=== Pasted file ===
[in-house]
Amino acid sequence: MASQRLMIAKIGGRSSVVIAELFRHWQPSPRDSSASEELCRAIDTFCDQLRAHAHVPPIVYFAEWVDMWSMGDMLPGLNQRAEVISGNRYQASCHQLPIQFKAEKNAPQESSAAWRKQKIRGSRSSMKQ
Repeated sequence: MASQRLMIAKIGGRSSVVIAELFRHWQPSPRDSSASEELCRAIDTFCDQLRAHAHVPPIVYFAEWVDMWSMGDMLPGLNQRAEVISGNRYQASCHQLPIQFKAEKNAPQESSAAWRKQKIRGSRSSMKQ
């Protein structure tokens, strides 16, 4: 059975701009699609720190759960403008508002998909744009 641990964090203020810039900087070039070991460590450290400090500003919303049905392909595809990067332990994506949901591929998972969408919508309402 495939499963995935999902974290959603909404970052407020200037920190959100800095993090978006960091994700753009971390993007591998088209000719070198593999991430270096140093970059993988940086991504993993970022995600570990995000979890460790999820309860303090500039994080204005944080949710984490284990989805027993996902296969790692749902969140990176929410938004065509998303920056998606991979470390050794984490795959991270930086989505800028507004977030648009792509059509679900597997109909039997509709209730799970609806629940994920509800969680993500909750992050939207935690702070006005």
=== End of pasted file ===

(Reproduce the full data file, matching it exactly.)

[in-house]
Amino acid sequence: MASQRLMIAKIGGRSSVVIAELFRHWQPSPRDSSASEELCRAIDTFCDQLRAHAHVPPIVYFAEWVDMWSMGDMLPGLNQRAEVISGNRYQASCHQLPIQFKAEKNAPQESSAAWRKQKIRGSRSSMKQ
Repeated sequence: MASQRLMIAKIGGRSSVVIAELFRHWQPSPRDSSASEELCRAIDTFCDQLRAHAHVPPIVYFAEWVDMWSMGDMLPGLNQRAEVISGNRYQASCHQLPIQFKAEKNAPQESSAAWRKQKIRGSRSSMKQ
């Protein structure tokens, strides 16, 4: 059975701009699609720190759960403008508002998909744009 641990964090203020810039900087070039070991460590450290400090500003919303049905392909595809990067332990994506949901591929998972969408919508309402 495939499963995935999902974290959603909404970052407020200037920190959100800095993090978006960091994700753009971390993007591998088209000719070198593999991430270096140093970059993988940086991504993993970022995600570990995000979890460790999820309860303090500039994080204005944080949710984490284990989805027993996902296969790692749902969140990176929410938004065509998303920056998606991979470390050794984490795959991270930086989505800028507004977030648009792509059509679900597997109909039997509709209730799970609806629940994920509800969680993500909750992050939207935690702070006005």